HOW IT WORKS: Hurricane Recovery Construction Projects and FEMA Reimbursements

September 8, 2021

Staff at the Calcasieu Parish School Board is very saddened to deliver the news that all hurricane recovery construction projects in the district have been halted as of yesterday, September 7, 2021. Damages from Hurricane Laura and Hurricane Delta total an estimated $400 million, and with the absence of FEMA reimbursement thus far, our school system does not have cash available to continue the projects at this time.

We have exhausted $40 million in insurance proceeds, $100 million in borrowed funds, and about $20 million in local dollars. While we have initiated nearly $300 million in FEMA reimbursement for repairs, we have received $116,000 total to date. Like many of you, we are incredibly frustrated with the process. We want nothing more than to have our campuses fully restored and operational for students, faculty, and staff.

As many of you understand, due to dealing with your own home repairs, the construction and fund reimbursement process is cumbersome and tedious. We have followed every direction provided to us by FEMA in hopes of avoiding the current situation. Below we’ve outlined some of the expenditures thus far just to give you an idea of how we arrived here.

Our first projects (Category B) involved remediation contracts. Two were enacted, one for 43 schools and one for 33 schools.  The first 30 days are at a 100% reimbursement rate, and the next 30 days are at 90%. As FEMA instructed, we submitted four project worksheets totaling over $125 million for this process. Other Category B projects include dry-in work and temporary fixes to stabilize our buildings. We also submitted two temporary roofing project worksheets for 76 schools totaling nearly $12 million.

Our permanent work (Category E) consists of 128 planned projects costing an estimated $248.6 million. Fourteen different architects have been assigned for these projects, with CSRS, Inc. serving as the project manager. Of these projects, 97 projects have been advertised for our bid process and 90 contracts have been awarded totaling $156 million. Seven of those have not been given the notice to proceed due to lack of funds. We are happy to say that 31 projects, a quarter of our total projects, have been completed.

We know there are many questions and concerns about this temporary suspension, and we hope to answer some of those questions here.

  • What are we doing to expedite the FEMA reimbursement process?
    • Our staff members have been working diligently in attempts to expedite this process to receive FEMA reimbursement funds quickly, but as of now, we have not been successful. Weekly calls with FEMA and Louisiana Public Assistance representatives have occurred for the last nine months, and they continue today. We’ve held conversations with local congressmen, senators, and state legislators. We’ve met in person with FEMA Director Deanne Criswell. We’ve met with Governor John Bel Edwards on multiple occasions. We’ve held Zoom calls with FEMA and GOHSEP state administrators. We have had a contract in place with our FEMA Grant Manager since two weeks after Hurricane Laura. The formatting required for the FEMA reimbursement is also stringent, so we’ve collected detailed invoices, pictures, and aerial footage and formatted those items into project worksheets for submission.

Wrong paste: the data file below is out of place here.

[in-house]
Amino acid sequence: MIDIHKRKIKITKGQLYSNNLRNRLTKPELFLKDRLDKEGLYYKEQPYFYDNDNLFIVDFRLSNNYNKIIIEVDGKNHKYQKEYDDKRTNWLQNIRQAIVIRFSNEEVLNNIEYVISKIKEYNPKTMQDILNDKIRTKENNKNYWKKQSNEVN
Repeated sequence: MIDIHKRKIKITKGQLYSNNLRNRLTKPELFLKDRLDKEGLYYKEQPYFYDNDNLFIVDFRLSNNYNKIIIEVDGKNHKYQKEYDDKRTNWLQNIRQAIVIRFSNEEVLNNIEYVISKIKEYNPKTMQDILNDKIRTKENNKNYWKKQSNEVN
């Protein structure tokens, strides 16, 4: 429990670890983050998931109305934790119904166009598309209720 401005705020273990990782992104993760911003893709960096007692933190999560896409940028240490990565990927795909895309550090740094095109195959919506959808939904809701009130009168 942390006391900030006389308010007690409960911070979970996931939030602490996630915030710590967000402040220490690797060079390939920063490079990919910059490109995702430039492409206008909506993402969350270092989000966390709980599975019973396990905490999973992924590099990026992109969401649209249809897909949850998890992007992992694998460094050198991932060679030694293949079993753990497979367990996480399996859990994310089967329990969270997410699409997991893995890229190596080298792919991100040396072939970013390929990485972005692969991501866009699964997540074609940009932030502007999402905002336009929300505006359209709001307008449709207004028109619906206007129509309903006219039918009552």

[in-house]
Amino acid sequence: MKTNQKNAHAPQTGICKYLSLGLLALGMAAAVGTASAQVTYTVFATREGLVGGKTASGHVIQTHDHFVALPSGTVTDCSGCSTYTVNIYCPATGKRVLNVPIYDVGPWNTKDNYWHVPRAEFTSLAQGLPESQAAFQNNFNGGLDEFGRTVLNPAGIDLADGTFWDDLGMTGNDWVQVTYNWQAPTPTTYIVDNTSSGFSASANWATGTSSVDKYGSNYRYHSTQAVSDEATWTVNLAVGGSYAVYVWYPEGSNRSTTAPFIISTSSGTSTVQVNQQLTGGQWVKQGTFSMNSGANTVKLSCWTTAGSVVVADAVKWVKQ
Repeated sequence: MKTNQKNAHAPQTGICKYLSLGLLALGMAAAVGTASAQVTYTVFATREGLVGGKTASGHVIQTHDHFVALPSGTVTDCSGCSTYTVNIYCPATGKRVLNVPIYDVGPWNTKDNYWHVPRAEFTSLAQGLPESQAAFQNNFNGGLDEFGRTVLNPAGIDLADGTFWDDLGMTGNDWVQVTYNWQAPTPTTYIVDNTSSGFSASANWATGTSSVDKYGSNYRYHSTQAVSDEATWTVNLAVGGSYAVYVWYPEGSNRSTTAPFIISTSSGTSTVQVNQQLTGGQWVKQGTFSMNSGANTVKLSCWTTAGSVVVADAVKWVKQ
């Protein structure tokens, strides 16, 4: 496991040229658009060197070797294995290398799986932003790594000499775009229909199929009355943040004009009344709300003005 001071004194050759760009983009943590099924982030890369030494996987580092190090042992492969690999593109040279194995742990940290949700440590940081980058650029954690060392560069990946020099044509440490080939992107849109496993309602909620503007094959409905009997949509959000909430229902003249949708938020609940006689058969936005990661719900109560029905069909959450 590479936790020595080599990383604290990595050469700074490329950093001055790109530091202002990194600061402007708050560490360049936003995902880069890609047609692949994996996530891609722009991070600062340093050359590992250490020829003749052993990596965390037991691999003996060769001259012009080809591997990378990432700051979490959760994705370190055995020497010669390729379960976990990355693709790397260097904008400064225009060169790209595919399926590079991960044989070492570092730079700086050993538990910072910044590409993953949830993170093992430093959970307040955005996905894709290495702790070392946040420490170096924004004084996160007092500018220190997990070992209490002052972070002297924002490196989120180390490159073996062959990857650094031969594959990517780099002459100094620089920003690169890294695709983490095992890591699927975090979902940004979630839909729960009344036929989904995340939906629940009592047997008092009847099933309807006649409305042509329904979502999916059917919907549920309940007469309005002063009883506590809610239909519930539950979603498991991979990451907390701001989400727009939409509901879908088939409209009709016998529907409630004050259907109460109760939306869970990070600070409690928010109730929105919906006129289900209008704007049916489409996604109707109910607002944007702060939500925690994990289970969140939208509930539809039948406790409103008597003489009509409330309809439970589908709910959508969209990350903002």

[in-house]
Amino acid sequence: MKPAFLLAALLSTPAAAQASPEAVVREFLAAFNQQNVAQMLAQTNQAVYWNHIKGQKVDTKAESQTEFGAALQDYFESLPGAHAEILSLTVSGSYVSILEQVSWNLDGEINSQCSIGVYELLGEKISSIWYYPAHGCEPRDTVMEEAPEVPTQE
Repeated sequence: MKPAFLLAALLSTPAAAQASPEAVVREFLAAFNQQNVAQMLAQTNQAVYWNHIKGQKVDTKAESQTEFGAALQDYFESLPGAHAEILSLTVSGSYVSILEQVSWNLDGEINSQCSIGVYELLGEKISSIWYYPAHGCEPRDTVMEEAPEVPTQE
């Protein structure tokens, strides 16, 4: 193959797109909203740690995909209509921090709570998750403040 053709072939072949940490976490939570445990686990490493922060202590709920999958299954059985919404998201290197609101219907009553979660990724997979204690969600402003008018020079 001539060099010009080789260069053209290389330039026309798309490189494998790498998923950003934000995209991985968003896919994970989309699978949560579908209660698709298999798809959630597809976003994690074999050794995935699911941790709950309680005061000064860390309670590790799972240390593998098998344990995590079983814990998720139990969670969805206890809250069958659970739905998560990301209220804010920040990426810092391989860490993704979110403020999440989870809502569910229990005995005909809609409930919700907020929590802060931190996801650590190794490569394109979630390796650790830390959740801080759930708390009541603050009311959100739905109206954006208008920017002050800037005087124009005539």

• How can we be certain contractors will be available when projects resume?
    • Our contracts allow for temporary suspensions to be enacted, so when funds are available and projects can be resumed, contract obligations will be fulfilled. We gave notice to our architects and contractors yesterday about the temporary suspension of projects. Before leaving the jobsite, they were asked to secure any potential safety and security issues and finish any projects that would cause additional damage when exposed to elements.
  • Could this have been avoided?
    • Without some action from FEMA, this temporary suspension of work was simply unavoidable.
      • If we had received some sort of FEMA reimbursement by this point, whether we received large lump sums or smaller increments, we feel that this suspension would not have happened.
      • Our only other option would have been to delay the start of any permanent work until we secured FEMA funding. However, FEMA representatives do not advocate for entities allowing buildings to sit and deteriorate further. The entire FEMA process is based on reimbursing applicants for money spent, but without incremental payments, the process becomes nearly impossible.
  • What can the public do to help?
    • We ask that our citizens here in Calcasieu parish contact your elected officials, especially those on the national level. As we’ve explained here, we continue to exhaust all efforts to restore our schools and campuses as quickly as possible.

This news is obviously very difficult to deliver, and it is very difficult for our staff to digest. This is not a situation any of us wanted to be in, but without the help of national governmental entities, it is unfortunately where we are. We hope that very soon we are able to deliver positive news regarding hurricane recovery construction projects, and we will certainly keep our stakeholders informed with any new developments.

We appreciate patience and understanding during this time, as we continue rebuilding foundations for the future.